The layoffs and hiring freezes sweeping the tech industry and beyond have hurt diversity, equity, and inclusion (DEI) teams, putting carefully wrought efforts to build more inclusive workplaces at risk. Time will tell if the commitments companies made in 2020 and 2021 were inauthentic or a flash in the pan, a fear for many DEI practitioners and employees from marginalized groups.
In the meantime, an urgent question remains: What can organizations do today in the face of a strained macro environment and limited resources? The imperative for change isn’t going away simply because budgets have shrunk.
Recession-proofing DEI comes down to making DEI practices foundational to an organization’s workflow. The current scarcity presents an opportunity for organizations to make sure DEI is embedded into core business processes and practices. These three strategies can help.
1. Embed DEI into your annual-goal setting.
At Upwork, we’ve passed the baton of DEI accountability and empowerment from HR to departmental leaders. To operationalize this, we’ve created templates for an annual diversity, inclusion, and belonging plan that each vice president is required to submit as part of their annual goal-setting process. The templates, which are grounded in our corporate DEI goals, enable VPs to set department-specific metrics and a cadence of strategic reviews. Leaders are invited to share their observations, generate hypotheses on root causes and commit to no more than a handful of annual DEI actions.
2. Complement your DEI team with external partners to meet your evolving needs.
Effective DEI teams thrive on agility as they meet ever-changing business needs, priorities, and economics. For example, over the last three years, our needs at Upwork have evolved in the following ways:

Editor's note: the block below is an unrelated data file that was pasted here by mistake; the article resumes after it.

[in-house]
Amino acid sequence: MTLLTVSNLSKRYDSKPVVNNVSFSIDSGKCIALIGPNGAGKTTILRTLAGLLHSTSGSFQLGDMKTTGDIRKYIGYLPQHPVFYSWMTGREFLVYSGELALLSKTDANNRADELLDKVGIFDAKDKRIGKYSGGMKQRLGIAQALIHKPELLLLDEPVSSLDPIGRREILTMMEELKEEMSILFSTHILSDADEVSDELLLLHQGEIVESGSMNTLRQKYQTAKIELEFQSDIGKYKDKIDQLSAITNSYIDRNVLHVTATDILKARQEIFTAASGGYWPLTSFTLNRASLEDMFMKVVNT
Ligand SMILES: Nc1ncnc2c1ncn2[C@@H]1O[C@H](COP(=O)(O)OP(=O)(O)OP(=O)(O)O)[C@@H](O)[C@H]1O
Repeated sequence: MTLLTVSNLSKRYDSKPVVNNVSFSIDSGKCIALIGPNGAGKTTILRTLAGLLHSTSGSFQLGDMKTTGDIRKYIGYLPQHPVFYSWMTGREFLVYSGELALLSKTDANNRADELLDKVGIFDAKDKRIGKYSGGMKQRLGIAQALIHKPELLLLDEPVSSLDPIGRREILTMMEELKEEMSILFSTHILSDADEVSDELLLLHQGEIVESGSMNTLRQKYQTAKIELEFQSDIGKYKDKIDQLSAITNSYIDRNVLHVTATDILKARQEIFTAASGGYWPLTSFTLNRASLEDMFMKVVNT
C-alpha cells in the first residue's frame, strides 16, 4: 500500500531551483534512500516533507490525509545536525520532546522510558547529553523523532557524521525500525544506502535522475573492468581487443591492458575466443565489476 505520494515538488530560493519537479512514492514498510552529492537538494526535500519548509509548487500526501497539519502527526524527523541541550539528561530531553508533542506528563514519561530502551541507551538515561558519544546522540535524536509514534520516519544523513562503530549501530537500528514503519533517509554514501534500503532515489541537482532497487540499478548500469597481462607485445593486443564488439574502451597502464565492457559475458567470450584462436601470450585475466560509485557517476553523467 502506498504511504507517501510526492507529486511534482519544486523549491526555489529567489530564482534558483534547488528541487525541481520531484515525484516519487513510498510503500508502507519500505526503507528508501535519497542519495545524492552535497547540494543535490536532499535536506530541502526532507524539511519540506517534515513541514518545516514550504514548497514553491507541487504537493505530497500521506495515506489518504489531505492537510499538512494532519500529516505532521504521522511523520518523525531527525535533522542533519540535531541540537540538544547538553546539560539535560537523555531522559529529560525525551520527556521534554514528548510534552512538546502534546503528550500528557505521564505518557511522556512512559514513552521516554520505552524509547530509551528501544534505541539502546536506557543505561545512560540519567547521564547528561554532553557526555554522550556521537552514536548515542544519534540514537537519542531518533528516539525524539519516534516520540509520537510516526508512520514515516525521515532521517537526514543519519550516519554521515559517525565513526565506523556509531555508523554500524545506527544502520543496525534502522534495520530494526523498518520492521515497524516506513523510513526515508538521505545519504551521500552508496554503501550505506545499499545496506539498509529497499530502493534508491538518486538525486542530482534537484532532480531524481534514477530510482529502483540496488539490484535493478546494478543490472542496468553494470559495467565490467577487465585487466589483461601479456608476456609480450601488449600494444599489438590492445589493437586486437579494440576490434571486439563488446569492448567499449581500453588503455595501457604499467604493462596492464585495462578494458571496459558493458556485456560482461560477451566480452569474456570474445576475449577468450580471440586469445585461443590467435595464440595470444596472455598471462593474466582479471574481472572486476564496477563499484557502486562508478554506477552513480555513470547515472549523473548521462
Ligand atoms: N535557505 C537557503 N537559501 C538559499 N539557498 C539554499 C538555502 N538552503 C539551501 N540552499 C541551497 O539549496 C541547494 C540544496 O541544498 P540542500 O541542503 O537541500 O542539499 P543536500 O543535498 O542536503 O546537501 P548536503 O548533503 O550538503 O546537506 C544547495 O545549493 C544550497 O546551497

We have a small but highly flexible hybrid DEI team (made up of 60% freelancers) to ensure we have the organizational capacity to meet these evolving needs. Our corporate positions are for evergreen workstreams where we will need long-term leadership and change management. Our contract roles are for time-bound strategic programs or evolutions, and we partner with external organizations to expedite time to delivery, protect team time and capacity and/or supplement our internal subject matter expertise.
3. Make DEI a core part of your corporate operating and communications agenda.
Like any innovative corporate strategy, your DEI efforts will face natural pivots, setbacks, and adjustments. Most employees can accept a shift in strategy as long as communication is frequent and transparent.
To avoid DEI becoming a nice-to-have rainy-day activity — especially during a time when worker wariness of companies’ commitments is heightened — make sure you’re continuously shining a light on your efforts. Develop a cadence of publicly reporting progress against your goals, and bake visibility into your existing company meetings and rituals.
For instance, at Upwork, along with my peers in HR, I report monthly to our executive leadership team on our topline DIB objectives and key results. Our senior director of DIB meets bimonthly with vice presidents to review progress against their annual DIBs plans. Our weekly all-company ConnectUp forum often includes timely DIB and culture updates for all team members, who play an active role in fostering a psychologically safe, fair and inclusive environment.
Consistent communication in these formal channels — along with more casual updates and nudges via Slack — legitimizes DEI as core to organizational health and reinforces mutual accountability for DEI outcomes.
You don’t need a seven-figure budget to enable team members to drive systemic change. In fact, I dream of a day when companies don’t need dedicated DEI teams. There’s extra value in having a specialized function with deep expertise, but real progress will be realized when DEI impact can happen without one. In the face of economic uncertainty and scarcity, there’s no time like now for organizations to test their readiness for a truly mature organization, where DEI is integral to how work is done.
This content was originally published here.